Colombia’s pig industry is on a higher level of alert since the country has reported 2 cases of Foot-and-Mouth Disease (FMD) this month. One of them even affected a farm with swine.
On October 11, the Colombian Agriculture Institute (ICA) issued a report in which it stated that Foot-and-Mouth Disease was found on a mixed swine and cattle farm in San Diego, Cesar department in the north east of the country. In total, the outbreak included 35 swine and 2 cattle; 20 of the pigs had died. The outbreak had started on August 10.
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A report to World Organization for Animal Health (OIE) emphasised the ‘wide vaccine coverage’ in the zone, and claimed that the origin of the outbreak had not been determined, although it pointed to the vicinity of Venezuela – with which Cesar department shares a border – among the epidemiological comments.
The report also mentioned some of the measures that have been taken, such as the control of the mobilisation inside the country, the surveillance outside and within the protection zone, traceability checks, quarantine, disinfection and vaccination, as well as no treatment of affected animals.
It wasn’t the 1st outbreak of FMD in Colombia in October, as 10 days prior, the Colombian ministry of agriculture reported about an outbreak of FMD in the municipality of Sogamoso, in the centre east of the department of Boyacá, about 750 km south of the outbreak which did not involve swine.
This outbreak affected a farm of 18 cows of which 1 was confirmed infected.
Immediately, the ministry of agriculture and ICA issued a quarantine statement, forbidding the mobilisation of susceptible animals, which includes cattle, swine, buffaloes, sheep, goats, llamas and alpacas, both outside and within the municipality, as well as towards the state-authorised slaughterhouse of Boyacá, for a 15-day period.
The statement also banned the distribution of fresh meat, raw milk and the gathering of these animals in exhibitions, trade fairs, auctions, livestock markets, etc., and compelled the owners and managers of the farms to allow the inspection of ICA staff.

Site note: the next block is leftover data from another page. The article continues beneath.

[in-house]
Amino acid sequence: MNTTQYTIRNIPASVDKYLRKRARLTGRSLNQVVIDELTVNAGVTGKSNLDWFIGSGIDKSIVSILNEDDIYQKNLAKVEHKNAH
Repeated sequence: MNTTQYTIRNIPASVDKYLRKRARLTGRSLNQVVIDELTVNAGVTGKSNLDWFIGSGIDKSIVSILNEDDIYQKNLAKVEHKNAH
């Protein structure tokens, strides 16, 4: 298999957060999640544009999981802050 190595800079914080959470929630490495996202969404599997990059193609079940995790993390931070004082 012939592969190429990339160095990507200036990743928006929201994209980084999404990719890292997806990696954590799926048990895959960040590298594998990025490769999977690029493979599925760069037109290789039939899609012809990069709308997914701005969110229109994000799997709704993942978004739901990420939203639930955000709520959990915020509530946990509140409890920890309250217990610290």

As a result of this 1st outbreak, PorkColombia, representing pig farmers throughout Colombia, issued a statement, urging pig farmers to refrain from moving the animals that show FMD symptoms to slaughterhouses. The pork producers were urged to immediately give notice to the ICA in the event of the detection of the symptoms in any of their animals.
Moreover, the statement emphasised the importance of a speedy diagnosis and implementation of corrective measures in the case of a notice from the farm. In case irregularities would be detected in a slaughterhouse, ‘serious effects’ will have an impact on farm owners in the area, the association said.
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Colombia has been working hard to get a status of ‘free from Foot-and-Disease with vaccination’. In 2017, however, the country’s status with the OIE was temporarily suspended between September and December due to a few outbreaks. The areas where outbreaks in 2017 had been found were excepted from the reinstatement of the status. That applied to Boyacá department as well.
Only a part of the Chocó department (close to Panamá), as well as the San Andrés and Providencia islands are confirmed free from FMD without vaccination. Prior to 2017, the last notified FMD outbreak in Colombia was in 2009.